How to Create Reusable Web Components with Lit and Vue

by Dan Valinotti | Thursday, May 13, 2021 - 10 min read


Web Components are an incredibly useful tool for developers that are looking to create reusable pieces of frontend code, while supporting many different platforms. In this tutorial, I will be walking through the process of quick-starting a web components project with Lit, and how to implement your new web component in a Vue.js application. The component we will be building will be a simple button, and could also be implemented in other frontend environments like React, Angular, etc.

The Scenario

Imagine this scenario - you are working for a large company with several web applications, all of which do very different things and are maintained by different developers. Your company has a very strong brand presence, and wants to make sure that the user experience and brand presentation are consistent across all of these applications. The teams that worked on starting each of the several web apps worked in isolation, however, so you have one thats built with React, one with Vue, and maybe a couple that are just using JQuery. The obvious answer to "how do we have a consistent brand UX across sites" is to use a UI system/library and maintain that separately from the applications that use it, such as Google's Material UI. How in the world could you possibly maintain UI libraries that support all of the frameworks your applications use?

One answer to this question would be Web Components. Here is a quick definition for Web Components from MDN:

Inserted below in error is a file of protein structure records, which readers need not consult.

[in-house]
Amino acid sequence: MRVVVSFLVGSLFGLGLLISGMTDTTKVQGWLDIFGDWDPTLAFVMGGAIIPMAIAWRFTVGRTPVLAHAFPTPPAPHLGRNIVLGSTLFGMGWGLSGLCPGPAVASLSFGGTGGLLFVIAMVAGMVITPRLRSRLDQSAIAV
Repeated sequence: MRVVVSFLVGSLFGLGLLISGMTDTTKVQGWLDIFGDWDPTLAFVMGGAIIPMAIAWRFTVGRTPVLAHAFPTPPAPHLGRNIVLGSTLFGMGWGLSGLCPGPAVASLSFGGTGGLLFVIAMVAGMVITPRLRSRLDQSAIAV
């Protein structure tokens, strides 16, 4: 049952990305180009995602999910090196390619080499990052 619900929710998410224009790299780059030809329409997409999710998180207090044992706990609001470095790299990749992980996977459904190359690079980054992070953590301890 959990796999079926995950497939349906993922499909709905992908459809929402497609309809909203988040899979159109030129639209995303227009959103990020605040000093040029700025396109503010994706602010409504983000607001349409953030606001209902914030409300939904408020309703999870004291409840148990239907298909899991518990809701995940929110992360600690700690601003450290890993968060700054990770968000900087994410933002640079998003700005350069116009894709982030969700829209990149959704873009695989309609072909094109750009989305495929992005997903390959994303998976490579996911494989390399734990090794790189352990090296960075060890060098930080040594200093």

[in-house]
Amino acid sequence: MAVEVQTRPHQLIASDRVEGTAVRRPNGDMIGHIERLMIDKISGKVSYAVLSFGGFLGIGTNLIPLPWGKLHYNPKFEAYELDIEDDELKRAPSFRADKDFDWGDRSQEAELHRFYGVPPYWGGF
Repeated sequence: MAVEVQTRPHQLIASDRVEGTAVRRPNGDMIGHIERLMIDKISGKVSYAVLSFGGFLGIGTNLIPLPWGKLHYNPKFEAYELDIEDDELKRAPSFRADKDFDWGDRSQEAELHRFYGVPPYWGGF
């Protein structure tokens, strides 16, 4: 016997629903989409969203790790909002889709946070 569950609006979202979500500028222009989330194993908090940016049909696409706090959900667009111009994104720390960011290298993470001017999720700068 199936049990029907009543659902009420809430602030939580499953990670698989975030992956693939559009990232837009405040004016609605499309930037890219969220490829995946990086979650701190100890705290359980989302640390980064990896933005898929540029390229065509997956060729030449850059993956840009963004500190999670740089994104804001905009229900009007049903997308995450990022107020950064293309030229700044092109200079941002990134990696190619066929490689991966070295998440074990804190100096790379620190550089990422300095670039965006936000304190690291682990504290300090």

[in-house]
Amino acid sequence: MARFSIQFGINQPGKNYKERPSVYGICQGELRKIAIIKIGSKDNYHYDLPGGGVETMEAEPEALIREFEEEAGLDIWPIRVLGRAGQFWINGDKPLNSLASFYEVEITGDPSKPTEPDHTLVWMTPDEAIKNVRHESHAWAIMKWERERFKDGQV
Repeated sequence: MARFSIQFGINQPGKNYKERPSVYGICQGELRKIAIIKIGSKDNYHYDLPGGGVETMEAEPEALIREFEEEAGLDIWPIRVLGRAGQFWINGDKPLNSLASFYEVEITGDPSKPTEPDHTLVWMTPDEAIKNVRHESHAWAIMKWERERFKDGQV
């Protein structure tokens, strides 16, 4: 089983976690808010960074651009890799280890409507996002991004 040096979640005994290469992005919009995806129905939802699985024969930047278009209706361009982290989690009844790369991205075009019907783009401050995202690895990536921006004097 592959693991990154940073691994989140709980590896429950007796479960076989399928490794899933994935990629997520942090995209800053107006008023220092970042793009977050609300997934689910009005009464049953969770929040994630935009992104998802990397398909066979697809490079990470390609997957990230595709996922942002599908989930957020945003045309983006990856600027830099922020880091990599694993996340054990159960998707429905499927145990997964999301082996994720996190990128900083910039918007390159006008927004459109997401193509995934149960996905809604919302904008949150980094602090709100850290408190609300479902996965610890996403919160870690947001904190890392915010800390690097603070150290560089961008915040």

Web Components is a suite of different technologies allowing you to create reusable custom elements — with their functionality encapsulated away from the rest of your code — and utilize them in your web apps.

We can use Web Components to solve the scenario I just described by creating a library of these web components, each representing an element of a UI Library such as a button or text input, and making them flexible enough to be used in different ways. To demonstrate this, I'll create a simple button component using the Lit framework and implement it in a Vue.js app.


Before we create our project, I'm going to start by showing a quick example of a component written in TypeScript using Lit. Lit is a new-ish framework from Google that makes it very simple to write Web Components. Here is a "Hello World" component from their documentation:

import {html, css, LitElement, property} from 'lit';
export class SimpleGreeting extends LitElement {
  static styles = css`p { color: blue }`;
  @property({ type: String })
  name = 'Somebody';
  render() {
    return html`

Hello, ${}!

`; } }

Lets break this sample code down step-by-step:

  1. We import some libraries from the lit NPM library
  2. The decorator @customElement('simple-greeting') declares that we are creating a new custom HTML element, with the tag name "simple-greeting"
  3. We define a class named SimpleGreeting that extends the LitElement class, which will represent our new custom element.